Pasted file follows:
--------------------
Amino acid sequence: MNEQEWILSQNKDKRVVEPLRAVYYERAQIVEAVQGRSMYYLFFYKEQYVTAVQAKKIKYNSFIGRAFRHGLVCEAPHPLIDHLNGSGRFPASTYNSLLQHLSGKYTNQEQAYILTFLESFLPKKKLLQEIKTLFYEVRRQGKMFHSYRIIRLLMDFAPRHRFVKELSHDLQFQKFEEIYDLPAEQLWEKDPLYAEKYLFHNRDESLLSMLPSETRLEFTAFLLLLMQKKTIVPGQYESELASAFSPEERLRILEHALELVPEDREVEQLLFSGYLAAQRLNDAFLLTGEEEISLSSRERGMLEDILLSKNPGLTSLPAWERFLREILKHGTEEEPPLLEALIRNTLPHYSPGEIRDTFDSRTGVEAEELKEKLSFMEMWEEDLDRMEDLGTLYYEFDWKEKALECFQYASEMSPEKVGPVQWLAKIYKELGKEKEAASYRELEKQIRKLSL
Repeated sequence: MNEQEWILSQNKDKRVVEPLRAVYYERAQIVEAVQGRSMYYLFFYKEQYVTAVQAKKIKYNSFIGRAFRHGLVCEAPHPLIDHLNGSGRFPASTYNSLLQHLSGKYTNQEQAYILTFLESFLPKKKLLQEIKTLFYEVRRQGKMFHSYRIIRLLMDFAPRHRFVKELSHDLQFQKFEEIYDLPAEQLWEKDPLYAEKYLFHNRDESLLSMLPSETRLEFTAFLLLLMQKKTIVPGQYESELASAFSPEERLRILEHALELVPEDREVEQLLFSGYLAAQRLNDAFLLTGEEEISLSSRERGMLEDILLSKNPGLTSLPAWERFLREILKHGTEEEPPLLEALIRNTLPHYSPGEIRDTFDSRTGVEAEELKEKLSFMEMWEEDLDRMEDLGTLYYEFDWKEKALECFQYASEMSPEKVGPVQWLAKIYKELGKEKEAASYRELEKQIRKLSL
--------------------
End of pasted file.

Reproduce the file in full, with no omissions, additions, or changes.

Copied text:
Amino acid sequence: MNEQEWILSQNKDKRVVEPLRAVYYERAQIVEAVQGRSMYYLFFYKEQYVTAVQAKKIKYNSFIGRAFRHGLVCEAPHPLIDHLNGSGRFPASTYNSLLQHLSGKYTNQEQAYILTFLESFLPKKKLLQEIKTLFYEVRRQGKMFHSYRIIRLLMDFAPRHRFVKELSHDLQFQKFEEIYDLPAEQLWEKDPLYAEKYLFHNRDESLLSMLPSETRLEFTAFLLLLMQKKTIVPGQYESELASAFSPEERLRILEHALELVPEDREVEQLLFSGYLAAQRLNDAFLLTGEEEISLSSRERGMLEDILLSKNPGLTSLPAWERFLREILKHGTEEEPPLLEALIRNTLPHYSPGEIRDTFDSRTGVEAEELKEKLSFMEMWEEDLDRMEDLGTLYYEFDWKEKALECFQYASEMSPEKVGPVQWLAKIYKELGKEKEAASYRELEKQIRKLSL
Repeated sequence: MNEQEWILSQNKDKRVVEPLRAVYYERAQIVEAVQGRSMYYLFFYKEQYVTAVQAKKIKYNSFIGRAFRHGLVCEAPHPLIDHLNGSGRFPASTYNSLLQHLSGKYTNQEQAYILTFLESFLPKKKLLQEIKTLFYEVRRQGKMFHSYRIIRLLMDFAPRHRFVKELSHDLQFQKFEEIYDLPAEQLWEKDPLYAEKYLFHNRDESLLSMLPSETRLEFTAFLLLLMQKKTIVPGQYESELASAFSPEERLRILEHALELVPEDREVEQLLFSGYLAAQRLNDAFLLTGEEEISLSSRERGMLEDILLSKNPGLTSLPAWERFLREILKHGTEEEPPLLEALIRNTLPHYSPGEIRDTFDSRTGVEAEELKEKLSFMEMWEEDLDRMEDLGTLYYEFDWKEKALECFQYASEMSPEKVGPVQWLAKIYKELGKEKEAASYRELEKQIRKLSL